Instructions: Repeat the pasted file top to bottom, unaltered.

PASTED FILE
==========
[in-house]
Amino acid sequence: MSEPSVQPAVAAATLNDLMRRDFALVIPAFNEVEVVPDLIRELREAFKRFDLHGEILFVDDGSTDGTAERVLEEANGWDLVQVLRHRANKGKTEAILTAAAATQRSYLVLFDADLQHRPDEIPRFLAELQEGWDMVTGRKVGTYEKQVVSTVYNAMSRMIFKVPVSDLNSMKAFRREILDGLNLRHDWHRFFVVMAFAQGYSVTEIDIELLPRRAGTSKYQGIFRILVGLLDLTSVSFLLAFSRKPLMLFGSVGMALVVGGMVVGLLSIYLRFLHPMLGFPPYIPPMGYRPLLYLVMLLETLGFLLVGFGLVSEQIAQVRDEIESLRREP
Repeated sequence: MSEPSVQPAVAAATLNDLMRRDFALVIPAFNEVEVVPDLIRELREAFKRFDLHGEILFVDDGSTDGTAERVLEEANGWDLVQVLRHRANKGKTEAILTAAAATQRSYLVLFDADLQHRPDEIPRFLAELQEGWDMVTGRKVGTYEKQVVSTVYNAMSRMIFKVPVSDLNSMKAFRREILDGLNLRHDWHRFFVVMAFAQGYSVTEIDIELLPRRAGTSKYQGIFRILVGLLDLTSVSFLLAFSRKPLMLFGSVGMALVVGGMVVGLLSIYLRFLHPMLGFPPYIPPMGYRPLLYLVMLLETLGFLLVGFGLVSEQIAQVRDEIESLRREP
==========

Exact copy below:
[in-house]
Amino acid sequence: MSEPSVQPAVAAATLNDLMRRDFALVIPAFNEVEVVPDLIRELREAFKRFDLHGEILFVDDGSTDGTAERVLEEANGWDLVQVLRHRANKGKTEAILTAAAATQRSYLVLFDADLQHRPDEIPRFLAELQEGWDMVTGRKVGTYEKQVVSTVYNAMSRMIFKVPVSDLNSMKAFRREILDGLNLRHDWHRFFVVMAFAQGYSVTEIDIELLPRRAGTSKYQGIFRILVGLLDLTSVSFLLAFSRKPLMLFGSVGMALVVGGMVVGLLSIYLRFLHPMLGFPPYIPPMGYRPLLYLVMLLETLGFLLVGFGLVSEQIAQVRDEIESLRREP
Repeated sequence: MSEPSVQPAVAAATLNDLMRRDFALVIPAFNEVEVVPDLIRELREAFKRFDLHGEILFVDDGSTDGTAERVLEEANGWDLVQVLRHRANKGKTEAILTAAAATQRSYLVLFDADLQHRPDEIPRFLAELQEGWDMVTGRKVGTYEKQVVSTVYNAMSRMIFKVPVSDLNSMKAFRREILDGLNLRHDWHRFFVVMAFAQGYSVTEIDIELLPRRAGTSKYQGIFRILVGLLDLTSVSFLLAFSRKPLMLFGSVGMALVVGGMVVGLLSIYLRFLHPMLGFPPYIPPMGYRPLLYLVMLLETLGFLLVGFGLVSEQIAQVRDEIESLRREP